We live in a culture that constantly tells us we don't have enough.
We're bombarded with messages about the latest phone with a better camera, the latest home with a professional kitchen and tons of smart features, and the latest car that can tell us when we're drifting out of our lane. (And are we really unaware of that? Perhaps we shouldn't even get behind the wheel.)
There are ads and sales and notifications to help us locate more stuff to want and buy. And don't worry if you can't pay... this new credit card gives you rewards! Use it to buy more, and you get a few cents per dollar back, or a few more free miles!
Which reminds me, our world also pushes us to increase our bucket lists of places to travel and experiences to have. Exotic travel, once the province of the very rich, is now something everyone wants. Rack up those miles, taste all of the pleasures. Never mind that tourism is one of the things most likely to destroy a local culture and a local ecosystem. Tourism displaces a local way of life and turns people into service providers. It stresses the sites that are packed with visitors, making their preservation more difficult.
But we want more glamor and excitement. We aren't satisfied with the tourist areas that are within driving distance, even if millions come from other parts of the world to see them. Those are too familiar, too dull. They aren't enough. We want more.
There are millions of people in the world who really don't have enough. They go hungry, they don't have adequate shelter, medical care, clean water, or education. But those of us who already have full homes, full garages, full bellies, free schools, and free vaccines don't seem to notice. We seem blind to the fact that we have enough, and more than enough.
If we could just see how much we already possess, how might that perspective change our lives? How might it change our priorities? How might it influence our decisions?
I have enough.
And I'm betting you do too.
So now what should we do?
* * *
For 2022, I'm planning a Buy Nothing Year. I've looked at my house and realized that I have plenty of furniture and décor. I've looked in my closet and realized that I have plenty of clothes to get me through the winter, and even when warm weather arrives, I only need a new pair of capris and a few new tops (I'm down to three short-sleeved tops). Unless something gets broken or damaged, I have plenty of sheets, towels, dishes, and cooking implements. I have a small cache of hobby supplies, a surfeit of office supplies, and both my pantry and the closet that holds personal care items are rather full right now.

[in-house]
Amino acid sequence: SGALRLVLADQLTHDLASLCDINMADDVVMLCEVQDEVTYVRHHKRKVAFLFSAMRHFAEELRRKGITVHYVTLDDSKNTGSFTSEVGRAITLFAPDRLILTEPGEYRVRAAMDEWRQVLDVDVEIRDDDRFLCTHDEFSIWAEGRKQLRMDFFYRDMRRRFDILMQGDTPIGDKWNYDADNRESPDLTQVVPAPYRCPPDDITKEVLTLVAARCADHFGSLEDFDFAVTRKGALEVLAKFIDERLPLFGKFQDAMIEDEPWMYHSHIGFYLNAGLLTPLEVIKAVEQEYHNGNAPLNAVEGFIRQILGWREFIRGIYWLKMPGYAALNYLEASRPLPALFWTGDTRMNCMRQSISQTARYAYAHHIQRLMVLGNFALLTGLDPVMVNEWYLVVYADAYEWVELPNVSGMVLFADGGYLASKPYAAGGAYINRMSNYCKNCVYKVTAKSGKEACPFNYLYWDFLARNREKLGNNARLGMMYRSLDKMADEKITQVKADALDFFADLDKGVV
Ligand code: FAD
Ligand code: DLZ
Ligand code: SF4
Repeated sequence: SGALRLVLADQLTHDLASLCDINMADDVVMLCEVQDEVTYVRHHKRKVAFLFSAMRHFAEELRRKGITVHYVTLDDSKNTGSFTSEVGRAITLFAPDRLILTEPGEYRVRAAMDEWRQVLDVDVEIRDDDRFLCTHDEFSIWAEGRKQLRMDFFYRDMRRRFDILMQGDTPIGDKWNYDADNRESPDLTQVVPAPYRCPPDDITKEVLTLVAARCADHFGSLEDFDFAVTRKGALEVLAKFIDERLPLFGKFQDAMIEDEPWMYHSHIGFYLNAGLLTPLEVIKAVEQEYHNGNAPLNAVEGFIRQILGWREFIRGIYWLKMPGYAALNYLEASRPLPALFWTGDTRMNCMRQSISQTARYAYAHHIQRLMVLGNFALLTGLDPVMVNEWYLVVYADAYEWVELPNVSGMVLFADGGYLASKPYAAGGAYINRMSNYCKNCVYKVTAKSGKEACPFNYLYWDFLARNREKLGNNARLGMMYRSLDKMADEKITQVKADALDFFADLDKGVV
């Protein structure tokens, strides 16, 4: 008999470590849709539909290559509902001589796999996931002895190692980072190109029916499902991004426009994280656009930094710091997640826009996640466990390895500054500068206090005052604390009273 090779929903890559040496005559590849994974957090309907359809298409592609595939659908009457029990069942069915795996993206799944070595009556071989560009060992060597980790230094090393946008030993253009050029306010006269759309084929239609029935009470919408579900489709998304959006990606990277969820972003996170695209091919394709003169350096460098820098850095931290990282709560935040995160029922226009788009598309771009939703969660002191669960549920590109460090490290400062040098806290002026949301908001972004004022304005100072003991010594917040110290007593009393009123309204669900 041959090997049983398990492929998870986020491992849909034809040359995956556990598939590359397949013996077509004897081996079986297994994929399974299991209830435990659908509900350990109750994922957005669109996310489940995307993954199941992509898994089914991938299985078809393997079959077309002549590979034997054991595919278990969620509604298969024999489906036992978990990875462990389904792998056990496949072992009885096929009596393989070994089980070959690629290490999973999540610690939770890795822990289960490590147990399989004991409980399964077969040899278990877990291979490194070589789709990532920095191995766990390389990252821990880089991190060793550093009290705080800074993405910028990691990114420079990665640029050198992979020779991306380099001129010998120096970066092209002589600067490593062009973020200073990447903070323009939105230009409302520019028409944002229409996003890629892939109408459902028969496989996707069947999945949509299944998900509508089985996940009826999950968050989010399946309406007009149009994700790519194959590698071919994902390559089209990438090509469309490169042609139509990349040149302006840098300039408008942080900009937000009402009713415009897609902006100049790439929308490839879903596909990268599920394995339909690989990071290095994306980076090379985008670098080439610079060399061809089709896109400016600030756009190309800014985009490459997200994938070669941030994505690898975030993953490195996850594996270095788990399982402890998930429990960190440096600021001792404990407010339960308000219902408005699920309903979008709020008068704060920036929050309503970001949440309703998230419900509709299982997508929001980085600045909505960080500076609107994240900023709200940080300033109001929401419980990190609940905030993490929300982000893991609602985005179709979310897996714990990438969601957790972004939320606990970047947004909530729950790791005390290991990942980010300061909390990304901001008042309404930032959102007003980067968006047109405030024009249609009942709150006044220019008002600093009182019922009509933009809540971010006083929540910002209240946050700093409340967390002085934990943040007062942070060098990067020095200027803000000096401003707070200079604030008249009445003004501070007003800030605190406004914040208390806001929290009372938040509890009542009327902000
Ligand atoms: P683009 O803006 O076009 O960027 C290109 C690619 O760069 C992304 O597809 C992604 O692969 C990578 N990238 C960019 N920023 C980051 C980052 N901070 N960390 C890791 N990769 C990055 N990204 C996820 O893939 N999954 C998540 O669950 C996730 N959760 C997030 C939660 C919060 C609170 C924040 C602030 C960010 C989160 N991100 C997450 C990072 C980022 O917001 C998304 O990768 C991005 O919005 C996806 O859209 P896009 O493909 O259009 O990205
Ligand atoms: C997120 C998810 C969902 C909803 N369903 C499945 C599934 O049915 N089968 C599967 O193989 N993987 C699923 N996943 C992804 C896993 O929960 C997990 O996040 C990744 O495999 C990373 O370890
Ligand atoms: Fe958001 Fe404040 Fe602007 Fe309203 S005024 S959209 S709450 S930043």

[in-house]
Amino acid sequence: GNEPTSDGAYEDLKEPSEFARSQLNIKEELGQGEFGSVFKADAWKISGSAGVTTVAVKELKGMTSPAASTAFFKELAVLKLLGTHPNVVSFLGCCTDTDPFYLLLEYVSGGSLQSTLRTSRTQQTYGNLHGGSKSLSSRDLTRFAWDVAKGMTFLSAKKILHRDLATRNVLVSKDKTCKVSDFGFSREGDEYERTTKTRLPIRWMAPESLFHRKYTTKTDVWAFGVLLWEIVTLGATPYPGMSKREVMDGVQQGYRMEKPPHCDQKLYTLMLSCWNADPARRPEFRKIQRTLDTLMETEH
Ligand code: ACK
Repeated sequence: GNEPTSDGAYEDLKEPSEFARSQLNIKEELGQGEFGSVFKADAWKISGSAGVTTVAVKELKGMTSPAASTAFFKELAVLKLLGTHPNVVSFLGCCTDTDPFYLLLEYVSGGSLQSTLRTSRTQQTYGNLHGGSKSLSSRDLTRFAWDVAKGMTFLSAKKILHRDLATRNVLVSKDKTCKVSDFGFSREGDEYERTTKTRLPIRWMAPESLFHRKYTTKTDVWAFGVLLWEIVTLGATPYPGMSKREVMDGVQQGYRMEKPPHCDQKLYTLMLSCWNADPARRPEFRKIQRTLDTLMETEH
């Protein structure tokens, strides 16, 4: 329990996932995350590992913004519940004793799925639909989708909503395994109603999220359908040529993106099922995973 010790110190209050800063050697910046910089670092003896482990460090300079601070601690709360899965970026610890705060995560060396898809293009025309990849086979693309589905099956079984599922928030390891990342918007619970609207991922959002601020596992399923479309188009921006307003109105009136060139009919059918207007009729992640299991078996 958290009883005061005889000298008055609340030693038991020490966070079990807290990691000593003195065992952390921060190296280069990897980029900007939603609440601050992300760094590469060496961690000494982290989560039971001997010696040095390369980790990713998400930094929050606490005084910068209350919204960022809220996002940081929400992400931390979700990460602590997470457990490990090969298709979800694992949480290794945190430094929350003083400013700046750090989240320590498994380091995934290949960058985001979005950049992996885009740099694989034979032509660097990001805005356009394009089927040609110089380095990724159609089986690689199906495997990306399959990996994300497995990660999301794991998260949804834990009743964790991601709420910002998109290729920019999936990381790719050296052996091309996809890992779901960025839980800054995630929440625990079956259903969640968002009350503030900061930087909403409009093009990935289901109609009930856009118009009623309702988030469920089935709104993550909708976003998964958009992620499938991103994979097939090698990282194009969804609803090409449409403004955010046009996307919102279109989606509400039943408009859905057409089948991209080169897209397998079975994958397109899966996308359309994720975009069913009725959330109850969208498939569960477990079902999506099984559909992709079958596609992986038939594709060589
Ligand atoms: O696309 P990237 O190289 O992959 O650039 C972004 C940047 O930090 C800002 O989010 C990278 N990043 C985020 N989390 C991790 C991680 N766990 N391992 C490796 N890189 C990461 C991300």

We already purchased season tickets for our local theater company, and memberships at the train and science museums (so we can take our grandsons any time and get free admission). Our vacation next summer is already dictated by family obligations (we have a niece getting married).
Of course, I won't actually buy nothing. I'm alive, so I consume. But I will only buy:
- food (once I've used what's in the pantry and freezer)
- personal care items (once I've used what's in the closet)
- items for maintenance and repair
- chiropractic adjustments and therapeutic massage (which enable me to walk without pain)
- medical care as needed
- hobby supplies (only when I've used what I have)
- the clothes I mentioned, plus (possibly) a new outfit for the wedding
- birthday and Christmas gifts for my grandsons
- gifts for friends, colleagues, or family members who have a new baby or get married (so if we get an invitation or an announcement we can be generous)
I don't plan to buy:
- physical books (although I will give myself up to $15 per month for e-book purchases, and I'll use our currently-being-remodeled public library once it reopens)
- entertainment, except for one streaming service (as I said, we already purchased some tickets and memberships)
- a new phone, computer, tech gadgets or apps
- gifts other than those mentioned above
- greeting cards (I already have a box full of notecards)
- home décor, linens, or kitchenware
- seasonal décor
- additional clothes, shoes, purses, jewelry, or other accessories
- additional overnight travel (unless Jon's 93-year-old mother, who now lives in Arizona, becomes ill)
I've also decided on some limits for the food category, since (at least for Jon and me) restaurant meals and takeout coffee can quickly become excessive. I think twice a week for each of those indulgences is plenty, and also allows for going out with friends or family.
What do I expect as a result of my Buy Nothing Year?
- to save some money
- to have fewer things to declutter and donate
- Because of limits on eating and drinking away from home, I might – possibly – lose a little weight.
- to experience some temptation, failure, and boredom
- to become more mindful and selective about my purchases
- to learn to plan ahead a bit more and resist impulses
- to become more resourceful about keeping myself busy and entertained
- to see even more clearly that I have enough for contentment
I'm ready to start right away because I have enough today.
What about you?
Photo by Peter Law on Unsplash